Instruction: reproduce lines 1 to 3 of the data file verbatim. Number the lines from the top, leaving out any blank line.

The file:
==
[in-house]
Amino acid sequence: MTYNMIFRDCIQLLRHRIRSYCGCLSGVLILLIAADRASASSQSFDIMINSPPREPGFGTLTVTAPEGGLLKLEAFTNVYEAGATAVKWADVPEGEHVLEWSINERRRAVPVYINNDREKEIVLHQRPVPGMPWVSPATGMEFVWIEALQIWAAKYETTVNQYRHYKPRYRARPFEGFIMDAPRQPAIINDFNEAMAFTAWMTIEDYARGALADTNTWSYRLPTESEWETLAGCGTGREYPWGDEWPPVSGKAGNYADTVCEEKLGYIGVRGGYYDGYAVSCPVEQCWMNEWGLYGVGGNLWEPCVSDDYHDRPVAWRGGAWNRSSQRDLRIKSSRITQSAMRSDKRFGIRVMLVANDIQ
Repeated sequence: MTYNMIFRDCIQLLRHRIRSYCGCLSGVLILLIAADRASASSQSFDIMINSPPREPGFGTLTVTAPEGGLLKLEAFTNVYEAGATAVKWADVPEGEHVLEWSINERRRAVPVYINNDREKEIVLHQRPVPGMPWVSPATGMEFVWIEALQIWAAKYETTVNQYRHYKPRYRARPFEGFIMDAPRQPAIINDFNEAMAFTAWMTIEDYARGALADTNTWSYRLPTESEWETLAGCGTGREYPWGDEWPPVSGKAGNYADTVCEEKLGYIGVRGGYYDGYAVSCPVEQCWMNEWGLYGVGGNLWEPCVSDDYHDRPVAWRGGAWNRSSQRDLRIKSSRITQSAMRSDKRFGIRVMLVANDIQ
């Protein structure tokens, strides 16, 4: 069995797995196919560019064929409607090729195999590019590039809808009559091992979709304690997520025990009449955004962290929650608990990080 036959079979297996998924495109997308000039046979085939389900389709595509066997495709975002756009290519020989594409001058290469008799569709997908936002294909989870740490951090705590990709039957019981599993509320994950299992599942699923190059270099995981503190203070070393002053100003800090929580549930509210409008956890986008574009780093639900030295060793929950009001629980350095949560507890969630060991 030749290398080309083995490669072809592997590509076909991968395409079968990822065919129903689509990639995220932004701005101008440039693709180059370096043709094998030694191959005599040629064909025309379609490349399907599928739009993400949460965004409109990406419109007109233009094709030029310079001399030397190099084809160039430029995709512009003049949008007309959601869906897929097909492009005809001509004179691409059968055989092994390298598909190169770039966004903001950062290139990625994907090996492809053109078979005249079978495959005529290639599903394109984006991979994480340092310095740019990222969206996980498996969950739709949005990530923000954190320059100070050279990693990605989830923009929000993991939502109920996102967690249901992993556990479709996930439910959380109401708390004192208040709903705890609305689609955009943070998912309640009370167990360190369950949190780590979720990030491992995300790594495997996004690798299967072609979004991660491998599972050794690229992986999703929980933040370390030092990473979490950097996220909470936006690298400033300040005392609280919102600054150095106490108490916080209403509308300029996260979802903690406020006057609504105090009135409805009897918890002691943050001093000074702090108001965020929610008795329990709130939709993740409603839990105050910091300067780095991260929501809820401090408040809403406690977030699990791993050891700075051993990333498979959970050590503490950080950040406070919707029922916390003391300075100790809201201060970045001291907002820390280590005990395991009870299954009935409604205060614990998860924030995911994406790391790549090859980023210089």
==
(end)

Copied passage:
[in-house]
Amino acid sequence: MTYNMIFRDCIQLLRHRIRSYCGCLSGVLILLIAADRASASSQSFDIMINSPPREPGFGTLTVTAPEGGLLKLEAFTNVYEAGATAVKWADVPEGEHVLEWSINERRRAVPVYINNDREKEIVLHQRPVPGMPWVSPATGMEFVWIEALQIWAAKYETTVNQYRHYKPRYRARPFEGFIMDAPRQPAIINDFNEAMAFTAWMTIEDYARGALADTNTWSYRLPTESEWETLAGCGTGREYPWGDEWPPVSGKAGNYADTVCEEKLGYIGVRGGYYDGYAVSCPVEQCWMNEWGLYGVGGNLWEPCVSDDYHDRPVAWRGGAWNRSSQRDLRIKSSRITQSAMRSDKRFGIRVMLVANDIQ
Repeated sequence: MTYNMIFRDCIQLLRHRIRSYCGCLSGVLILLIAADRASASSQSFDIMINSPPREPGFGTLTVTAPEGGLLKLEAFTNVYEAGATAVKWADVPEGEHVLEWSINERRRAVPVYINNDREKEIVLHQRPVPGMPWVSPATGMEFVWIEALQIWAAKYETTVNQYRHYKPRYRARPFEGFIMDAPRQPAIINDFNEAMAFTAWMTIEDYARGALADTNTWSYRLPTESEWETLAGCGTGREYPWGDEWPPVSGKAGNYADTVCEEKLGYIGVRGGYYDGYAVSCPVEQCWMNEWGLYGVGGNLWEPCVSDDYHDRPVAWRGGAWNRSSQRDLRIKSSRITQSAMRSDKRFGIRVMLVANDIQ